It was “an old-time banjo” and “so we got into it because she started playing it and it was a real introduction to that realm for us. I fell in love with the old-time fiddle, I also play the violin and I just loved it,” she said.

“We hope that this weekend everyone else will fall in love with him. If they haven’t heard Old Time, maybe they’ll be like me, and when they hear it, they’ll be like, ‘Oh, I got more of that,'” she said.

“I’m glad you have this kind of music in Hot Springs. In our edge of the woods, Old Times is (is) a pretty common thing, you know, it’s pretty common. I know having lived (in Hot Springs) it’s not nearly as common down there, so I’m hoping everyone else will just love it,” she said.

For McCool, the appeal of the genre lies in the lyrics, she said. “These are real experiences. It’s not, and there’s a lot of history to be taught just through the lyrics of old time music and as a history buff, that’s always fascinating to me.”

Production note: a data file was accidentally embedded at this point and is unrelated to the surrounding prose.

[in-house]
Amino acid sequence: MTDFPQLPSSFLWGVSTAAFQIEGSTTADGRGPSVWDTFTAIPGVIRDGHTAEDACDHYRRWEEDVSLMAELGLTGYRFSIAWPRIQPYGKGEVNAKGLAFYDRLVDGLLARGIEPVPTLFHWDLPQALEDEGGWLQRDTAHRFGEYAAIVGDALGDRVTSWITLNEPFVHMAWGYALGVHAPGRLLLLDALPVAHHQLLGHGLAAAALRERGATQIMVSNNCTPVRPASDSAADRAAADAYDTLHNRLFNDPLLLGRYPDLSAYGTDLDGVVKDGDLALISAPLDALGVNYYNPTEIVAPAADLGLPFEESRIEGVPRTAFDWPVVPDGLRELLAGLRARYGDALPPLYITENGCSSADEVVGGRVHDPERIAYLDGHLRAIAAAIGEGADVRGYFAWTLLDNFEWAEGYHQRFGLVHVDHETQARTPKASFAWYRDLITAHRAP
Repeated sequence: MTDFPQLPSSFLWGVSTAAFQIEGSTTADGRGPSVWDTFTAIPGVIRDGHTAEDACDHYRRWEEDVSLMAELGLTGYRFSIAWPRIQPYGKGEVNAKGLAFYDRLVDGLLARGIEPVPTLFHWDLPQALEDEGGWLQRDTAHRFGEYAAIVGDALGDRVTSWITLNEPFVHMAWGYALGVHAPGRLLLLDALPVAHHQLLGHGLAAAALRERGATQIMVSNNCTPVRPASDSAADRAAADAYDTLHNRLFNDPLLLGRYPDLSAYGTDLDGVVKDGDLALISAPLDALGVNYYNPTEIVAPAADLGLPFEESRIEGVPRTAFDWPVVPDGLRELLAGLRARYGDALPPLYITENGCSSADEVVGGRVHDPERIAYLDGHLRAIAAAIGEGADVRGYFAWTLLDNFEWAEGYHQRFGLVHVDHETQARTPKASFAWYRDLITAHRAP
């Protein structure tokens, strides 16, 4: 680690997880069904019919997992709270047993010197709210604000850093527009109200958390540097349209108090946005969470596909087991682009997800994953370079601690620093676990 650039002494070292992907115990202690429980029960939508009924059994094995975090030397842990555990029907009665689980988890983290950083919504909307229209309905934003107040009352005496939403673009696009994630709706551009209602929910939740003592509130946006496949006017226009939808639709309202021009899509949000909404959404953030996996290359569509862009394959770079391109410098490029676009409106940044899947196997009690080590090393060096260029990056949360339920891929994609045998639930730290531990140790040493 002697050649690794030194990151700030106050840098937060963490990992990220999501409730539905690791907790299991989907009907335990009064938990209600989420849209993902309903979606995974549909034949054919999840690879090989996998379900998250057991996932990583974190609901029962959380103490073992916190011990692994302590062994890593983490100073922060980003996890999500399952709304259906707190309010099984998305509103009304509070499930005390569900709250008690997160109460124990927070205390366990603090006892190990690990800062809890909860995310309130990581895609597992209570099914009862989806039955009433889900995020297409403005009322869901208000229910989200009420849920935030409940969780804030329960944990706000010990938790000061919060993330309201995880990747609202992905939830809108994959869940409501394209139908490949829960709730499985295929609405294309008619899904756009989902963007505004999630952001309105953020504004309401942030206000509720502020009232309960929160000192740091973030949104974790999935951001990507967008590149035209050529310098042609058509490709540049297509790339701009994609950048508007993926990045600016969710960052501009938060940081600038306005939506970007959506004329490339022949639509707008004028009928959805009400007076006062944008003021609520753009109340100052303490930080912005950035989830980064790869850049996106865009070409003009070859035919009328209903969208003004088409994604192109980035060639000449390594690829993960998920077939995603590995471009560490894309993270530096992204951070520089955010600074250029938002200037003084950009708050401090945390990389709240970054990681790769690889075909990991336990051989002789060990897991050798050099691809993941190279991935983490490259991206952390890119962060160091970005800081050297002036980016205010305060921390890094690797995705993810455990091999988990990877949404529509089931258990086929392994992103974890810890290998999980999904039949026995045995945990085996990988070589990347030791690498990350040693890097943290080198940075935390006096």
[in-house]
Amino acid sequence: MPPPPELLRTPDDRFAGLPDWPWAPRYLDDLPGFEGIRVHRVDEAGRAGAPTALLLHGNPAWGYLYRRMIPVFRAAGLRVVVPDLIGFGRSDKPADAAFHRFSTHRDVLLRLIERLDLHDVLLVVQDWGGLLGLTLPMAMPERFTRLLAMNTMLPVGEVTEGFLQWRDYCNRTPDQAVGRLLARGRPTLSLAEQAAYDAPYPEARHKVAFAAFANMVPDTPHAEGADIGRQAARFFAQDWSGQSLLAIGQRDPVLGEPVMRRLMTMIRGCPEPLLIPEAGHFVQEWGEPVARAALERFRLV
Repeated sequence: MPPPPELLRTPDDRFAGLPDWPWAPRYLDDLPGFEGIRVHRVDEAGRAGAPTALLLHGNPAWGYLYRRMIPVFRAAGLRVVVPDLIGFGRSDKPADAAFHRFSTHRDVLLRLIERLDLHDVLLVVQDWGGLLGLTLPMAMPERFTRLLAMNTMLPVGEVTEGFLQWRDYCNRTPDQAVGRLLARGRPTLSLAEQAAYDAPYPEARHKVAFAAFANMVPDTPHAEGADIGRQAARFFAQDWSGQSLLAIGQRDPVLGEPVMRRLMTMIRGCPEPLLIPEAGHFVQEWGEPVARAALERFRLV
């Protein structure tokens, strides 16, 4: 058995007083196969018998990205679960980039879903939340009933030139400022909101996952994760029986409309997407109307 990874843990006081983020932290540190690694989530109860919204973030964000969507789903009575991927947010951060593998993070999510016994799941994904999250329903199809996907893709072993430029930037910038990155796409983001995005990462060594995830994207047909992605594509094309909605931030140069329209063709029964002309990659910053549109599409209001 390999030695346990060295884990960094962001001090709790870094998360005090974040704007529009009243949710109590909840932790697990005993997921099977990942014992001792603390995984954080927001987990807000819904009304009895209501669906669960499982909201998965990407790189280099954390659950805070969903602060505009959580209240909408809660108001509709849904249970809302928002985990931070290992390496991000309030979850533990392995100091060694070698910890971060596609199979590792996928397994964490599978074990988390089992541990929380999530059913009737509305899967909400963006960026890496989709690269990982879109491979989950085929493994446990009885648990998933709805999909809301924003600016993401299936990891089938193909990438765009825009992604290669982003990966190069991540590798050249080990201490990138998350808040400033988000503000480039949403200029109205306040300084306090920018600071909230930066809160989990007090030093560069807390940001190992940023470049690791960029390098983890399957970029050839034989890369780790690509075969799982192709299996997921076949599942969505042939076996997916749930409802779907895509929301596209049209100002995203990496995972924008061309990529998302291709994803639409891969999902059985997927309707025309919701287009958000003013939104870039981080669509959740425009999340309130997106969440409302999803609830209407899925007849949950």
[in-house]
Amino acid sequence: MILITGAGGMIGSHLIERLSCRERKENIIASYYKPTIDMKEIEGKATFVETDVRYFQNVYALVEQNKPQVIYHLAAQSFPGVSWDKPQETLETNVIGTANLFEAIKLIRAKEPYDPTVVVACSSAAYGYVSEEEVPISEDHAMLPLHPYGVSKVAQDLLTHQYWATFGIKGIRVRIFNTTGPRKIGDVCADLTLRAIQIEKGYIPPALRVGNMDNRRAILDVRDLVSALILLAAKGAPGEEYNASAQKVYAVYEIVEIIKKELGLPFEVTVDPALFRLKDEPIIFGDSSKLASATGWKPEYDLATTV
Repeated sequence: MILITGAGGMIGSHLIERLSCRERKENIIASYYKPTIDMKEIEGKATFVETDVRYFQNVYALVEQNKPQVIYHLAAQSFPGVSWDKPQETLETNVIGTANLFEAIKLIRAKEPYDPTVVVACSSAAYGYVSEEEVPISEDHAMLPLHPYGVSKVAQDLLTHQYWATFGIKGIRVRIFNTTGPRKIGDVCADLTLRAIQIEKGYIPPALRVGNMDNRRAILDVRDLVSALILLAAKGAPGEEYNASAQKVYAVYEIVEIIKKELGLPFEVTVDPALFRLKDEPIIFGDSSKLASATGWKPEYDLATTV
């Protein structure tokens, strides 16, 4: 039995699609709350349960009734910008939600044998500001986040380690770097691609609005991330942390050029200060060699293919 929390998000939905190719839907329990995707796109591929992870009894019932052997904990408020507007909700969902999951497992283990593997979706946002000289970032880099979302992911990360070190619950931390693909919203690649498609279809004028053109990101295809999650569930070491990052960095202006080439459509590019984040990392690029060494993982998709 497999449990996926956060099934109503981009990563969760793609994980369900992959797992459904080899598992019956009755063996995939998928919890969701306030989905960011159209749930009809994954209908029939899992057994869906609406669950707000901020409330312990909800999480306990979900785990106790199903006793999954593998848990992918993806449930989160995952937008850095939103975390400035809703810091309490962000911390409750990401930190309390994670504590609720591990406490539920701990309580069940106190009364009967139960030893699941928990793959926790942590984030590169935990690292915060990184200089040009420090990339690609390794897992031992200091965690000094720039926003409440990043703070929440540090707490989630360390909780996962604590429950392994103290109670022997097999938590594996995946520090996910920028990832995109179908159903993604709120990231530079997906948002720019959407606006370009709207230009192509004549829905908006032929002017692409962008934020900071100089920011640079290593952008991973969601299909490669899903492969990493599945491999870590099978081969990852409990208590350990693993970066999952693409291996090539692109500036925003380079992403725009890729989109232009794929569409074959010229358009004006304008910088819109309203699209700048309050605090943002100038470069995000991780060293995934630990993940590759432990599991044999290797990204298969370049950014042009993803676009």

She said the music’s beat was appealing, noting, “It’s just so danceable.”

McCool said she’s grateful to be able to play with her family.

“Oh, we love it,” she said. “Our whole family, my husband’s family, was musical, they all played. I grew up in a traveling family band, so we’ve been doing this our whole lives, and when our kids showed up it was never, you know, ‘Are you wanna play an instrument?’ It was just, “What instrument are you going to play, what do you want to play, and what do we need in the band? We already have one, so, hey, would you like to play the banjo?” .”

Playing with family also inspired the group’s memorable band name.

“I coached my daughter’s band, Twang, an all-girl spring band, for years. They’ve won all sorts of national awards. They started the Music Roots program when they were in fourth grade and they stuck it out until the end, my daughter is now a freshman in college but the year before that two of the bandmates graduated , so they made it all the way to 2020,” McCool said, noting, “They’re like sisters.”

Mary Parker, the violinist at Memaw’s, was also in the group along with “two other girls.”